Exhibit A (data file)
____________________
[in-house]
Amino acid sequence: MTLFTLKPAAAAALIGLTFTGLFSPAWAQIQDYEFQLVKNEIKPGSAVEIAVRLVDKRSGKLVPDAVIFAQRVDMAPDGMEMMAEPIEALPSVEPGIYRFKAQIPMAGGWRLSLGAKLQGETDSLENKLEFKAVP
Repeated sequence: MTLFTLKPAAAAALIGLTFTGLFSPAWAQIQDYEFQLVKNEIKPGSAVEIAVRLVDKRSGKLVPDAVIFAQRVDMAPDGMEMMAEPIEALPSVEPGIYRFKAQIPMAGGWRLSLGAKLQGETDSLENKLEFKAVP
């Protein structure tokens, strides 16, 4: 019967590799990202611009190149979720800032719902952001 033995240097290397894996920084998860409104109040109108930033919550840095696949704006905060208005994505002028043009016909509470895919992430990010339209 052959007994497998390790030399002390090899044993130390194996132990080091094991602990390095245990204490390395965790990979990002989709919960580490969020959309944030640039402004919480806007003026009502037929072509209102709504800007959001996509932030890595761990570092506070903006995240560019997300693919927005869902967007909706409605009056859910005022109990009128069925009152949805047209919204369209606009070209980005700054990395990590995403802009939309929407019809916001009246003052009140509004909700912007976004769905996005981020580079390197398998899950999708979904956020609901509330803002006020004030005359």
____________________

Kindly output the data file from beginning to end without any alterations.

[in-house]
Amino acid sequence: MTLFTLKPAAAAALIGLTFTGLFSPAWAQIQDYEFQLVKNEIKPGSAVEIAVRLVDKRSGKLVPDAVIFAQRVDMAPDGMEMMAEPIEALPSVEPGIYRFKAQIPMAGGWRLSLGAKLQGETDSLENKLEFKAVP
Repeated sequence: MTLFTLKPAAAAALIGLTFTGLFSPAWAQIQDYEFQLVKNEIKPGSAVEIAVRLVDKRSGKLVPDAVIFAQRVDMAPDGMEMMAEPIEALPSVEPGIYRFKAQIPMAGGWRLSLGAKLQGETDSLENKLEFKAVP
């Protein structure tokens, strides 16, 4: 019967590799990202611009190149979720800032719902952001 033995240097290397894996920084998860409104109040109108930033919550840095696949704006905060208005994505002028043009016909509470895919992430990010339209 052959007994497998390790030399002390090899044993130390194996132990080091094991602990390095245990204490390395965790990979990002989709919960580490969020959309944030640039402004919480806007003026009502037929072509209102709504800007959001996509932030890595761990570092506070903006995240560019997300693919927005869902967007909706409605009056859910005022109990009128069925009152949805047209919204369209606009070209980005700054990395990590995403802009939309929407019809916001009246003052009140509004909700912007976004769905996005981020580079390197398998899950999708979904956020609901509330803002006020004030005359």